• Having a child leave home is like grieving, you go through a series of phases until you eventually reach acceptance. Therefore, don’t repress your emotions, let the natural tears or anger flow without fear of being judged.
  • Discuss your thoughts, feelings and fears with someone. This can be with a trusted partner or friend, or with a therapist or counselor who will listen to you without judgment and not invalidate your natural concerns.
  • Plant a small tree or buy a plant in honor of your child. Again, this is like a grieving process, so rituals help you feel like you are healing.
  • You can change your child’s room at your own pace. If you don’t initially want anyone to enter it, that’s fine, others should respect your process and feelings. 
  • Write in a journal about your feelings with complete honesty, even things you feel you can’t tell anyone. It is always important to drain our emotions and thoughts.
  • Put off making any big decisions – such as selling up and moving to a smaller house – until you feel you have adapted.

How can you deal with the physical distance from your children?

Very often adult children become disconnected from their parents once they move on to their independent lives. This happens for various reasons depending on the case. It may be that your child is struggling to adjust to the responsibilities of their adult life: work, relationships, their partner and children, and hasn’t found the time and space to devote to the parents.

Although it can be emotionally painful for parents, try to put yourself in your child’s position, understanding their adjustment process. However, you can approach them directly and state that they need to talk or see each other more often. Many parents struggle with saying this because they don’t want to feel like “a burden,” but honesty with our feelings is the most valuable thing we can do.

Also, there may be unresolved issues from your child’s childhood and adolescence, frustrations or resentments built up for one reason or another that for you as a parent go unnoticed. Communication is important, you can insist by asking your child if something is wrong or if he wants to tell you something that makes him upset or irritable, however, if the silence and indifference persists you must give him his space.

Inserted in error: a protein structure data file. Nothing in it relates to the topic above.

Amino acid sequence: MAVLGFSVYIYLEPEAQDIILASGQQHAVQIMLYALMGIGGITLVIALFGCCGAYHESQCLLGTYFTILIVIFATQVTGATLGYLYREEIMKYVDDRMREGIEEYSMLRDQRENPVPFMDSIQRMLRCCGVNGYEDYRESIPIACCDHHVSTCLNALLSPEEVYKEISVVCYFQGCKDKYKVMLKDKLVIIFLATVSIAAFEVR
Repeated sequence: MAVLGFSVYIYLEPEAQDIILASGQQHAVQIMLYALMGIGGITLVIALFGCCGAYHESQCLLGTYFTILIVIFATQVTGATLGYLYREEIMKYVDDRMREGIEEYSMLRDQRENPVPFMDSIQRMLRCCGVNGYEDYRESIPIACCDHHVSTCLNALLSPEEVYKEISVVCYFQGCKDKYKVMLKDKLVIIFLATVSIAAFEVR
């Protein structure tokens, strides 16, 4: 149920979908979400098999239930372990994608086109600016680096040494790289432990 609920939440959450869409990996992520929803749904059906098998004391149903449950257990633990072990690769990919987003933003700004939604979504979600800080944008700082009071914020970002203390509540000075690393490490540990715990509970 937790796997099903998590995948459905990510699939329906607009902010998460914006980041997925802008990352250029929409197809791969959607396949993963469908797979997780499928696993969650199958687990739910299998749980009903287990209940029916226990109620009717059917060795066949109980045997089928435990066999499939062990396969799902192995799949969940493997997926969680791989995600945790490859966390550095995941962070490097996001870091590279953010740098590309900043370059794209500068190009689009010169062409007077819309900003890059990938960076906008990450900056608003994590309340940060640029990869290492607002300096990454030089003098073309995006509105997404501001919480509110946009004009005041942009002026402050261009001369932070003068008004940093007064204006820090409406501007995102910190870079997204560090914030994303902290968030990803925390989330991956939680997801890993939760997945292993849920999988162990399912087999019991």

Your adult children may say hurtful things to you, such as that they don’t want you to be involved in their lives or that they haven’t asked for your advice on such a subject. Although you may feel it is personal and disrespectful, this is the authentic expression of your child asking for independence, that you trust them and expect them to do the best they can with their life because you as a parent gave them the tools they need to be a functional and productive adult.

In my experience…

It is useful that parents see themselves again as young adults leaving their parents’ home, full of hope and pride, not knowing that they would encounter a lot of scary things about adult life that no one explained to them. 

You will be there for your children if something goes wrong, but for now, you just have to be confident and adapt to this new dynamic. Always try to be the parent with your kids that you wished you had, so that they can be the best version of themselves. Parenting is a game of trust, and the adulthood of your children is the ultimate gamble. You can’t change things about your children’s childhood or adolescent upbringing, but it’s never too late to change the way you parent. 

I hope that with these suggestions you can improve. I recognize and applaud you for seeking professional counseling, because it shows that you want to feel better and you are on the right path to change the things that make you feel bad. I believe that we all have the capacity to improve, although sometimes our mind makes us believe that we have no solution. It was a pleasure to write to you. I look forward to hearing from you soon and hope that things will gradually improve.